We are requesting that until and unless the demand gap is filled, we should be allowed to import natural rubber at the same rate as the end users. Finished tyre is getting imported at less than 10% duty, said AK Bajoria, Director, JK Tyres, in an interview with ETNOW.
What is the extent of the production supply gap in tyre industry? Also, how much has natural rubber prices risen?
Natural rubber production has been continuously dropping from 8.4 lakh tonnes to 6 lakh tonnes in the last 10 years. There has been a fall of more than 30%. Consumption has increased from 8.72 lakh tonnes to 12 lakh tonnes and 2018-2019 is the first year where production has touched almost one lakh metric tonnes per month of consumption. Earlier, the gap was barely 20,000-30,000 tonnes and today the gap is 6 lakh tonnes. The problem has been compounded by the Kerala floods which happened in Q3. This is where we are at this moment on the natural rubber scenario.
Is the present domestic production capable of satisfying the industry needs? Natural rubber consumption in India is set to surpass the projection of 12 lakh tonnes made by the Rubber Board for 2018-2019. Do you see increased dependence on imports compared to what we have seen so far going ahead?
All these figures that I have given are rubber board figures and we are depending on he imports to meet the demand gap. Gradually, this will further increase unless the incentives are given to grow more rubber. Some initiatives have been taken in the North-East states of Tripura and Assam. The quality of rubber coming from that area is not as good as the rubber which is coming from down south. So, help is needed for the tyre industry. Another two-three things that have happened include the export entitlement which helped the tyre industry to import some rubber at a more competitive price.
Now the export obligation period has been reduced from 18 months to six months. So, that much extra exports have to be done to meet the demand. We have used up the import entitlement. Secondly, the pre-import clearance has been made mandatory which was not there. Thirdly, only two ports have been permitted and there are now port restrictions other than the JNPT and the Chennai Port.
We are requesting that until and unless the gap is filled, we should be allowed to import the natural rubber at the same duty as the end users. That means, finished tyre is getting imported at less than 10% duty. The tyre industry’s plea, which is already there with the authorities is we should be allowed to import natural rubber which is in short supply at 10% duty till such time the demand and production gap is narrowed down.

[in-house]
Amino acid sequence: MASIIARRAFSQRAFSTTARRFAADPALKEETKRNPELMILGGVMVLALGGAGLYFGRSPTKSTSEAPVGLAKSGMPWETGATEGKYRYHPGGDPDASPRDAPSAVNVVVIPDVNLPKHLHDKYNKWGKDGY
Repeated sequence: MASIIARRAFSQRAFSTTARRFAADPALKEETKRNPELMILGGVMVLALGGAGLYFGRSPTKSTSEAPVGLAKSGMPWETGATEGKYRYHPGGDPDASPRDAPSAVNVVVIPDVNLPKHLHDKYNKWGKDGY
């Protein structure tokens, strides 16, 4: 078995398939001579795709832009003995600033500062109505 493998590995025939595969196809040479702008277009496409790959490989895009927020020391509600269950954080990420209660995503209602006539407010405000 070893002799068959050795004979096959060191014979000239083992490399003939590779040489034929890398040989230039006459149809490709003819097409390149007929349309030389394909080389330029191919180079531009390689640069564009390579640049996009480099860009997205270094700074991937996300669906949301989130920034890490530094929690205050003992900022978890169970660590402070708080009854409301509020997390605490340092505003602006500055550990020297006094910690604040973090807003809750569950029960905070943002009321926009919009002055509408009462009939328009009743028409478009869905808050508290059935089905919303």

What would higher dependence of imports mean for you in terms of costs? The industry already took a price cut once this year and given the weak OEM demand, you may not be in a position to increase prices?
I would like to look at it differently; There was a demand dip in Q3 in terms of OEMs. There is a lot of liquidity crunch and then there are issues of vehicle insurance and fuel prices. Also, commercial vehicles have to now take more of these clearances. We are talking of a very temporary phase.
Already, OEMs are coming up in March and I am sure that this dip is very temporary and should look up immediately after the elections. In the meantime, JK Tyres has focussed on replacement demand which is always there and then the exports.
What had happened that in the trucks, bus radial where JK Tyre is the leader in India we had curtailed and restricted exports because we wanted to safeguard our market leadership in India. For this period, it is not an off-and-on game but we have now started pushing many more tyres for exports, particularly the commercial tyres, the truck and bus radial tyres.
This kind of ups and downs will continue. These are normal cycles. Sometimes they become a little steeper. For example, the OEM cut came rather suddenly but I am not unduly worried as we are doing reasonably well and JK Tyre has grown almost 24% in the corresponding period. We are going to weather this obstacle pretty well.
Automotive Tyre Manufacturers Association (ATMA) has reached out to the government in this regard. Have you heard back from officials? In terms of margins, going forward, what is your anticipation there?
As of now, till the time I am talking to you I am not aware of any response from the government, but I am sure they are looking at it sympathetically because at the end of the day, tyre industry is contributing a great deal to the exchequer.
I am sure they will not let this industry become uncompetitive because otherwise, there are imports taking place despite the anti-dumping that has been imposed on one category that is the truck, bus radial tyres from China.
What is happening is that people are importing from Thailand and Vietnam and these are subsidiary manufacturing set-ups of China. This is a bit challenging but the efficient tyre producers and manufacturers in India should be able to overcome these challenges.